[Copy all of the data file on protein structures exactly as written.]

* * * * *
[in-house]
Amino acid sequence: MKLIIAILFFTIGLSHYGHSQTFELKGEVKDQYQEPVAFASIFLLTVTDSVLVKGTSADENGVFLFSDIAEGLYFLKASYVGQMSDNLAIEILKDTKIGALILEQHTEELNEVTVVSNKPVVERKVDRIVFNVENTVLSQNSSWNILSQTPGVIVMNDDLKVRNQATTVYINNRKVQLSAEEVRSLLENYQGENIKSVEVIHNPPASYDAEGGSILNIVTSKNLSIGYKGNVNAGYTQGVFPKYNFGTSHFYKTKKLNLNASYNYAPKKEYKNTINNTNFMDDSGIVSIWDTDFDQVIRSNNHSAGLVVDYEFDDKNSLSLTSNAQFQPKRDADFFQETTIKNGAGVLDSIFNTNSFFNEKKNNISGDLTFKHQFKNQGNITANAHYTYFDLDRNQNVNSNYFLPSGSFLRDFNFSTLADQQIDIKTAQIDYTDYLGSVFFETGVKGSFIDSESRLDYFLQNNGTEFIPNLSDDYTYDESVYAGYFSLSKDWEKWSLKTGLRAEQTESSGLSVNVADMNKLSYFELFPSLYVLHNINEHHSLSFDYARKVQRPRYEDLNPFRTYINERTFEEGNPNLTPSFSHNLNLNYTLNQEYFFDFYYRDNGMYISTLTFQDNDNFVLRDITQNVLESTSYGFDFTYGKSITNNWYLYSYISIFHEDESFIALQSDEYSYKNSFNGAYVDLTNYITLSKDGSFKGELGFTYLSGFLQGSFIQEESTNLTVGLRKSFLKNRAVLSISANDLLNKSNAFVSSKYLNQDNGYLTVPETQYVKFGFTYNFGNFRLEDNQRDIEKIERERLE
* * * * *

[in-house]
Amino acid sequence: MKLIIAILFFTIGLSHYGHSQTFELKGEVKDQYQEPVAFASIFLLTVTDSVLVKGTSADENGVFLFSDIAEGLYFLKASYVGQMSDNLAIEILKDTKIGALILEQHTEELNEVTVVSNKPVVERKVDRIVFNVENTVLSQNSSWNILSQTPGVIVMNDDLKVRNQATTVYINNRKVQLSAEEVRSLLENYQGENIKSVEVIHNPPASYDAEGGSILNIVTSKNLSIGYKGNVNAGYTQGVFPKYNFGTSHFYKTKKLNLNASYNYAPKKEYKNTINNTNFMDDSGIVSIWDTDFDQVIRSNNHSAGLVVDYEFDDKNSLSLTSNAQFQPKRDADFFQETTIKNGAGVLDSIFNTNSFFNEKKNNISGDLTFKHQFKNQGNITANAHYTYFDLDRNQNVNSNYFLPSGSFLRDFNFSTLADQQIDIKTAQIDYTDYLGSVFFETGVKGSFIDSESRLDYFLQNNGTEFIPNLSDDYTYDESVYAGYFSLSKDWEKWSLKTGLRAEQTESSGLSVNVADMNKLSYFELFPSLYVLHNINEHHSLSFDYARKVQRPRYEDLNPFRTYINERTFEEGNPNLTPSFSHNLNLNYTLNQEYFFDFYYRDNGMYISTLTFQDNDNFVLRDITQNVLESTSYGFDFTYGKSITNNWYLYSYISIFHEDESFIALQSDEYSYKNSFNGAYVDLTNYITLSKDGSFKGELGFTYLSGFLQGSFIQEESTNLTVGLRKSFLKNRAVLSISANDLLNKSNAFVSSKYLNQDNGYLTVPETQYVKFGFTYNFGNFRLEDNQRDIEKIERERLE